Sophisticated techhniques for acoustic and language modeling have resulted in Automatic Speech Recognition (ASR) systems which can even beat human performance under clean conditions, with the speech signal typically represented by the Mel-Frequency Cepstrum Coefficients (MFCCs). However, when the speech signal is distorted by background noise or reverberation there is ususally a severe performance drop. Such distortions are unavoidable when the recording microphone is moved away from the speaker’s mouth; thus a challenge of finding more robust representations of the signal for the task of distant speech recognition arises.

Floor plan of the environment where ATHENA dataset was recorded. ATHENA is a collection of Greek speech recordings that I used for my experiments on robust speech recognition.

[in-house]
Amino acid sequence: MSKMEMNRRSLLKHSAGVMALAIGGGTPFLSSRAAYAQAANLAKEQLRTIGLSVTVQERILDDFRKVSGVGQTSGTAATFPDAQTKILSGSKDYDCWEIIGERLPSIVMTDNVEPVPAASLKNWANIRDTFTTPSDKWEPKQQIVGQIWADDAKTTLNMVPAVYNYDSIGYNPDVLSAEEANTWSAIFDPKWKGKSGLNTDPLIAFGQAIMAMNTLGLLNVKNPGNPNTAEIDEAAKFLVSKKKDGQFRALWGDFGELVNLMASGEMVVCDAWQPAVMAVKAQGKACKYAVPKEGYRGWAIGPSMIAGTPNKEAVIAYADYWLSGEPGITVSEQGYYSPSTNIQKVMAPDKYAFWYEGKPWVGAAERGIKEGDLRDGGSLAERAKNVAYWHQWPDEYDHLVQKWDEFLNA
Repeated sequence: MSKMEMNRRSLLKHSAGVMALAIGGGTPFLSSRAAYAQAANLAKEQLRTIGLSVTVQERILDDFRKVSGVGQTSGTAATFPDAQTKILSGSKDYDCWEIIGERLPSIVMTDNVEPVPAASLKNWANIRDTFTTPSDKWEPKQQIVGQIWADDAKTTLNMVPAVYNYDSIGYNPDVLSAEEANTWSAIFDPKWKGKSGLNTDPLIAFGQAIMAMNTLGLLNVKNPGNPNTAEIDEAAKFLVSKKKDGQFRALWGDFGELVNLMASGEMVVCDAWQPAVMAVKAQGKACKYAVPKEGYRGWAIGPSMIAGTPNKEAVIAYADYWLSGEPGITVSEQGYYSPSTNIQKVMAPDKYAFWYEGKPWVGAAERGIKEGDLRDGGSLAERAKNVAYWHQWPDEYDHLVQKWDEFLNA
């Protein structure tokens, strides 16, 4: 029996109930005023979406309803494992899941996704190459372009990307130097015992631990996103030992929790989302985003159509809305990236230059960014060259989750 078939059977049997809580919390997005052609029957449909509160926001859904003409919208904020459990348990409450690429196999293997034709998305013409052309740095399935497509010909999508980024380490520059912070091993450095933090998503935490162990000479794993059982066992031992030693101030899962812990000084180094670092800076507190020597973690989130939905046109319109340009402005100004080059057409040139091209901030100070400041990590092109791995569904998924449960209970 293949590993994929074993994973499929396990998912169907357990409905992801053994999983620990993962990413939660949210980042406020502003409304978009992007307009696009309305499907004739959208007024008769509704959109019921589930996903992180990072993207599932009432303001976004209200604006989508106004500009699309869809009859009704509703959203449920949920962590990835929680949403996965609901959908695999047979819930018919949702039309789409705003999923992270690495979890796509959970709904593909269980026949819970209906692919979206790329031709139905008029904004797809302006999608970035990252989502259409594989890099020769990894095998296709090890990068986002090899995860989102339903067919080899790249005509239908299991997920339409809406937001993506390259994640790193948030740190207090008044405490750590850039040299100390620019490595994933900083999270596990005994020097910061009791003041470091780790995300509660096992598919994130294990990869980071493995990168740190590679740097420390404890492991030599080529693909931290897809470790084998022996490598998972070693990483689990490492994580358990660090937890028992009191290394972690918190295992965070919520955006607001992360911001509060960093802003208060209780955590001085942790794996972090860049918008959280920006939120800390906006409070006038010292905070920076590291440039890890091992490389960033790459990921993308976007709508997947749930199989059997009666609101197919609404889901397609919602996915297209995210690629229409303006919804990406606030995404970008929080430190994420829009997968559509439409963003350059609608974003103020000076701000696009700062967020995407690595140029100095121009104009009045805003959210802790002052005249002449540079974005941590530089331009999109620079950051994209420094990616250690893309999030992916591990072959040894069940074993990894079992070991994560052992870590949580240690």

Image adapted from Tsiami et. al., ATHENA: a Greek multi-sensory database for home automation control, Interspeech, 2014.

In this research thread, which is the subject of my Diploma thesis, supervised by Professor Petros Maragos, my focus is on the comparative study of widely used acoustic feature sets as well as on the usage of the Teager-Kaiser Energy Operator (TKEO) as an alternative approach for estimating the energy of a speech signal. To this latter direction, I have proposed a new framework where TKEO is used in the frequency domain, aiming at the reduction of computational complexity, and I have used it for the extraction of the instantaneous amplitude and frequency, exploring acoustic features motivated by the AM-FM model of speech.